Mortgage Broker vs Your Local Bank

UPDATED: SEPTEMBER 6, 2011

Whether you are looking to move up, scale down or buy a home for the first time, choosing who or where you obtain a mortgage from could save you thousands of dollars.

Mortgage broker vs local bank

Mortgage broker vs local bank

The major difference between a mortgage broker and the mortgage specialist at your local bank is that a mortgage broker has several companies competing for your business.

Mortgage broker vs the local bank

Although the right mortgage specialist at a bank may have enough authority to offer you lower mortgage rates, a mortgage broker will be shopping your information around to different lending institutions trying to find the best rate for you.

In most scenarios, a mortgage broker has more flexibility in obtaining low rates, as well as offering a larger variety of lenders if your application has complications like poor credit, no credit, or you’re self-employed.

How much can you save with the right mortgage?

Let’s take a look at the following example:

A $300,000 mortgage amortized over 25 years at 5.25% compared to the same mortgage at 5.5% .

At 5.5%, your monthly payments would be $1831.18 with a total obligation of $77,432.92 over the 5-year term.

At 5.25%, your monthly payments would be $1787.86 with a total obligation of $73,819.32 over the 5-year term.

For a difference of $43.32 a month and $3613.60 over five years.

As you can see, even a difference as little as .25% in rates can save you thousands over a 5-year term.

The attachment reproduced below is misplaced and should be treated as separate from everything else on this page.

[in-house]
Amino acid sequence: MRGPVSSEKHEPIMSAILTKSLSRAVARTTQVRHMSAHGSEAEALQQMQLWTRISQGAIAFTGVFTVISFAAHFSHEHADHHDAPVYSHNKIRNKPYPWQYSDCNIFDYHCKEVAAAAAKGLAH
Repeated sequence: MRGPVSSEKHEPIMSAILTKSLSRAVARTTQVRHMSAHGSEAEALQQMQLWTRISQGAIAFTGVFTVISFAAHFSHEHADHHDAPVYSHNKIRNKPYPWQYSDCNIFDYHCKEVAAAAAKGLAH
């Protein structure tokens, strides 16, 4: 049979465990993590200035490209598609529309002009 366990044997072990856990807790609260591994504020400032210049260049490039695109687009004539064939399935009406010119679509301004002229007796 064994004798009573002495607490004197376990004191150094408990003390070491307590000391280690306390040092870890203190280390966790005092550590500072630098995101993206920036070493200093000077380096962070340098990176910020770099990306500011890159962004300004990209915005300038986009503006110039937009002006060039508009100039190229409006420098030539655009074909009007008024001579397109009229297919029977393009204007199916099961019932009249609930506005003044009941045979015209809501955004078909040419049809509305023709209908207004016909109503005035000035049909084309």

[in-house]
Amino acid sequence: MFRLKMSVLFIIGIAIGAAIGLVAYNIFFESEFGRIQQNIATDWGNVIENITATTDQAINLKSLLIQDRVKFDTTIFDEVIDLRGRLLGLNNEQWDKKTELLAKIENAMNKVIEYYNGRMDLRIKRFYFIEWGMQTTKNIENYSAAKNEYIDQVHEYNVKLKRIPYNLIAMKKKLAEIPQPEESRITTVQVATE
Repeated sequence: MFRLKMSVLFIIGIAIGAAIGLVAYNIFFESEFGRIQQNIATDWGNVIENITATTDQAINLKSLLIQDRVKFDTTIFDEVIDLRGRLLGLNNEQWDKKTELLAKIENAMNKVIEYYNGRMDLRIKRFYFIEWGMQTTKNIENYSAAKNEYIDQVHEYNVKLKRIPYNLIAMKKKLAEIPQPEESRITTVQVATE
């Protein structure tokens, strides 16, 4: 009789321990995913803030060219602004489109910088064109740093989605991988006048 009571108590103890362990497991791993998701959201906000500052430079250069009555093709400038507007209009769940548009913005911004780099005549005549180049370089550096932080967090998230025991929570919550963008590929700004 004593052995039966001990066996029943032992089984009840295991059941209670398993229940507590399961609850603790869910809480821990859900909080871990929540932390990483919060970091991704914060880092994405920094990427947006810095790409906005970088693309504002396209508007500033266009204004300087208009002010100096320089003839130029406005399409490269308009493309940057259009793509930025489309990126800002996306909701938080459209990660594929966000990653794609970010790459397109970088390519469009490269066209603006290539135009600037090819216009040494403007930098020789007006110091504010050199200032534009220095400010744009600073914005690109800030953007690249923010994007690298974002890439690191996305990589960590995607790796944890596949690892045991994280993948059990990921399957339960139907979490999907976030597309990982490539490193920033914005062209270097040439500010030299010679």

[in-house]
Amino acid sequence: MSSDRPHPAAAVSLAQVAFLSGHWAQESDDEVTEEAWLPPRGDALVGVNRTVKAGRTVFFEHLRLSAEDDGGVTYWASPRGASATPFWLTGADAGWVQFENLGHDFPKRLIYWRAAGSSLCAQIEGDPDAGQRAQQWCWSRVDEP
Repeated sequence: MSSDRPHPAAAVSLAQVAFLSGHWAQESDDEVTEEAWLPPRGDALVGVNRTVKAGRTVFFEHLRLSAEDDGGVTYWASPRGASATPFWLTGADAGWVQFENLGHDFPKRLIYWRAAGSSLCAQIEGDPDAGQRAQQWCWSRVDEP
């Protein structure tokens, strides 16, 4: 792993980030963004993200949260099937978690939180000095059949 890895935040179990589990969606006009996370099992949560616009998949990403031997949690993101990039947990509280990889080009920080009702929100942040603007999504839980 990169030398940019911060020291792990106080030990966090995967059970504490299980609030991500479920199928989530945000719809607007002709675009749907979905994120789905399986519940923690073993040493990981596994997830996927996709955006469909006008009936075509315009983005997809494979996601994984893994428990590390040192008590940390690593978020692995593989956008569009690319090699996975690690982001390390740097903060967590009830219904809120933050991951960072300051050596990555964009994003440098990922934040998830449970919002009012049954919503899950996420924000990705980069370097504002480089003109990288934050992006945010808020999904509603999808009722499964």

Often this is what makes the difference between a mortgage broker and your current bank. Also, keep in mind that, regardless of who offers you a mortgage, your payments can be deducted electronically from any bank account by any institution providing the same convenience that your bank might make you believe that only they can offer you.

Credit checks by banks hurt your credit

Another important note is that your local bank will conduct a “hard hit” viewing your credit report and it will show up on your credit history as a application for a mortgage.

A mortgage broker will create an anonymous profile based on your financial information and a “soft hit,” checking your credit score only to attach to your file, which will be then sent to potential lenders using only a number system for the lending institution to decide if they would offer you a mortgage and at what rate.

For example, if you are shopping for the best rate and you go to three banks and they all do a credit check, by the time you get to the fourth bank for a quote, you could have a flag on your credit and have difficulties getting a mortgage!

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3 comments

  1. Baudart Lynn says:

    @Bob unfortunately not all the banks do this… actually if you are just rate shopping, I would suggest that you tell them not do your credit check that you are only inquiring!! It’s the easy way and you don’t have to go later to Equifax or Transunion and ask them to group them, which I had no idea they did this? I am surprised!! the best way is the honest way; just tell them you are shopping, which is very normal, and all will be fine.

  2. Jeff Young says:

    In Regard to Bob McPherson’s comment: This is true, Try to group all your mortgage credit inquiries all within a few days of each other. They will group as one inquiry. If not, Dispute it.

  3. Bob McPherson says:

    “For example, if you are shopping for the best rate and you go to 3 banks and they all do a credit check, by the time you get to the 4th bank for a quote, you could have a flag on your credit and have difficulties getting a mortgage!”

    This is not true. If they are performed within a short period of time, they are grouped as 1 inquiry for the purpose of one’s credit report / FICO score. Look it up.

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